Would you still be friends if someone spoke to you how you speak to your kids? Would you accept your kid, or anyone else for that matter, to “do unto you as you do to him or her?”
Much of what kids learn, they learn from us. If you want your kids to treat you with respect, treat them with respect first. If you want them to listen to you, don’t just talk at them, connect with them first. Just like our feelings matter, kids’ feelings matter too.
Rules rule, but what remains when the kids are no longer kids? All strong relationships have to be nurtured to thrive and creating bonds is a long process that often requires work. The strongest bonds are built in childhood. More than one person will tell you that mending the bridges with estranged kids in adulthood requires a Herculean effort.
5 | Stop questioning every decision you make and everything your child does
We all get tired, anxious, and stressed, and these states have an impact on how we parent. We’re bound to yell more, or more likely to view our kids’ actions as misbehavior when we’re tired. Who wouldn’t lose it having to repeat the same thing over and over again while running late or trying to balance everything that needs to be done? The bottom line is that we’re all human.
Being a good parent is not about being perfect. It’s about being aware of our strengths but also being aware of our weaknesses. It means working on our weaknesses, for instance by making a conscious attempt to yell less. Being a good parent also means knowing when to apologize and what to apologize for.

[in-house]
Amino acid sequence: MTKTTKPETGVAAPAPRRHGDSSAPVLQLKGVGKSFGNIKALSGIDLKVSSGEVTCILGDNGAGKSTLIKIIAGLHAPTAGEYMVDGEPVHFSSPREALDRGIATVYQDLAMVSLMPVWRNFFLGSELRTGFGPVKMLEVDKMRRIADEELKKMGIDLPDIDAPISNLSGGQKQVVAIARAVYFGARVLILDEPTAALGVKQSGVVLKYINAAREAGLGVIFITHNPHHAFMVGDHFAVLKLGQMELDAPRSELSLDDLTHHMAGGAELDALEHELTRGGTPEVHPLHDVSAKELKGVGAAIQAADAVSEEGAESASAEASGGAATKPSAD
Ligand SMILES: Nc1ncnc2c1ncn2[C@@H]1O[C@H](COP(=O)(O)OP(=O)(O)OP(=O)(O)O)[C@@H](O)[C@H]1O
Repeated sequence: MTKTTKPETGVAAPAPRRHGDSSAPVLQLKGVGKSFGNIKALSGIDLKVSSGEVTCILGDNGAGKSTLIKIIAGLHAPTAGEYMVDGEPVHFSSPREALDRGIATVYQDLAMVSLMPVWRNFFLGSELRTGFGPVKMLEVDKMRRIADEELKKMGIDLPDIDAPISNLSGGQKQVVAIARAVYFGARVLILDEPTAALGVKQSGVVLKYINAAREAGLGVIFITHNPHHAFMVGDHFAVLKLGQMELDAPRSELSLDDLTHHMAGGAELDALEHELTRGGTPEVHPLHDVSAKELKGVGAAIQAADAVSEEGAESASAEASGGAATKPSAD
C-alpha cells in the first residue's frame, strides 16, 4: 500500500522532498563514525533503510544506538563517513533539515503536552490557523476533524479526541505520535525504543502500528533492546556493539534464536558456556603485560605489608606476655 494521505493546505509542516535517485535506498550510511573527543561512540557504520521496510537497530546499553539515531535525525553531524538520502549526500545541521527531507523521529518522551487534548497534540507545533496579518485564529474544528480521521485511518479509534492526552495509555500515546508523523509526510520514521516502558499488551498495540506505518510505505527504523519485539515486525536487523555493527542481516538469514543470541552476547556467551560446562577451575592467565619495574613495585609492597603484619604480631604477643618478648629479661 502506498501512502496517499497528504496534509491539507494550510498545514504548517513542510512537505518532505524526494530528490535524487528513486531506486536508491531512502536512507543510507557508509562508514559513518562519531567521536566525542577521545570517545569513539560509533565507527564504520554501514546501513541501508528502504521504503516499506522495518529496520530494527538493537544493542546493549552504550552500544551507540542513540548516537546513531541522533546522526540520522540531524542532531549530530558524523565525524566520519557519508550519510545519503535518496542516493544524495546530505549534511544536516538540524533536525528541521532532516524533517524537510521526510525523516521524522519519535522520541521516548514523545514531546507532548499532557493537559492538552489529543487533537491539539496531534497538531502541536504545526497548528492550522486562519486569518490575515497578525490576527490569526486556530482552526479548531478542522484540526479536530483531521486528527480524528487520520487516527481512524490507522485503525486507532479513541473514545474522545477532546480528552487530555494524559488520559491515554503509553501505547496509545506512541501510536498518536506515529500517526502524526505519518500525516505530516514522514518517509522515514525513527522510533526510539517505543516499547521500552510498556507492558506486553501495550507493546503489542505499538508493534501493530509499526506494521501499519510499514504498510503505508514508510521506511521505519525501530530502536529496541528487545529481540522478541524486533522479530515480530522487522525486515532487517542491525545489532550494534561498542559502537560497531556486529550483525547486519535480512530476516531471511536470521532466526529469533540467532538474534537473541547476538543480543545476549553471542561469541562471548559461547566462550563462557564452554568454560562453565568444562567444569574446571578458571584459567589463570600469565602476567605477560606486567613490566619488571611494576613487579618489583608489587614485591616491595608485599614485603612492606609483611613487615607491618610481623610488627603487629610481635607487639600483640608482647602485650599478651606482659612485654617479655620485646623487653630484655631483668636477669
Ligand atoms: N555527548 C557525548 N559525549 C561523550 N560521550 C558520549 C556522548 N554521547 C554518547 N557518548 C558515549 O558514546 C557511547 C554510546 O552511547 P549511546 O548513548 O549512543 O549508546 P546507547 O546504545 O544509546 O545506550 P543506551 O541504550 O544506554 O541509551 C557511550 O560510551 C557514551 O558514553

Understanding we are all human also means understanding that kids are human too and that they will do things kids are supposed to do.
6 | No discipline method works all of the time
While adopting a positive discipline approach may improve your relationship with your kid, nothing guarantees that this approach will work all of the time and for every discipline issue. Don’t do the same thing over and over if you’re not getting the results you want. While a self-quieting space can do wonders for your kid, by no means does it work in every situation or with every kid.
Trying a different approach when everything you’ve tried doesn’t seem to be working does not make you a bad parent. The thing to remember is that effective discipline has common elements. Discipline is most effective when it occurs in a warm and loving environment.
7 | Get rid of the “good parent” label
The thing with labels is that they can quickly become limiting. Being a good parent means, first and foremost, being intentional in your parenting. It is not about following set rules laid out by someone else. Being a good parent means being conscious that how you interact with your kid affects him or her. It means aligning your parenting to your kid’s temperament, and parenting in ways that are in line with your values and both you and your kid’s strengths and weaknesses.
Effective discipline starts with being intentional about:
- Your discipline philosophy. What do you consider to be the role of discipline?
- Your values and behavior expectations
- Your strategy to ensure that you parent in a way that reflects those values
This week, reflect on the values that matter to you and your family and clearly identify what you expect from your child.
If you need help, my evidence-based workbook “The Science of Discipline Workbook” can walk you through the process to establish a mindful discipline strategy. It can help you:
a) Understand the reasons behind the failure of your discipline approach
b) Identify an effective discipline plan based on your values
c) Understand and reflect on your parenting style
d) Identify the characteristics of effective discipline strategies
e) Identify the different effective discipline tools and understand how you can use them effectively
Sections of this post appeared on parent.com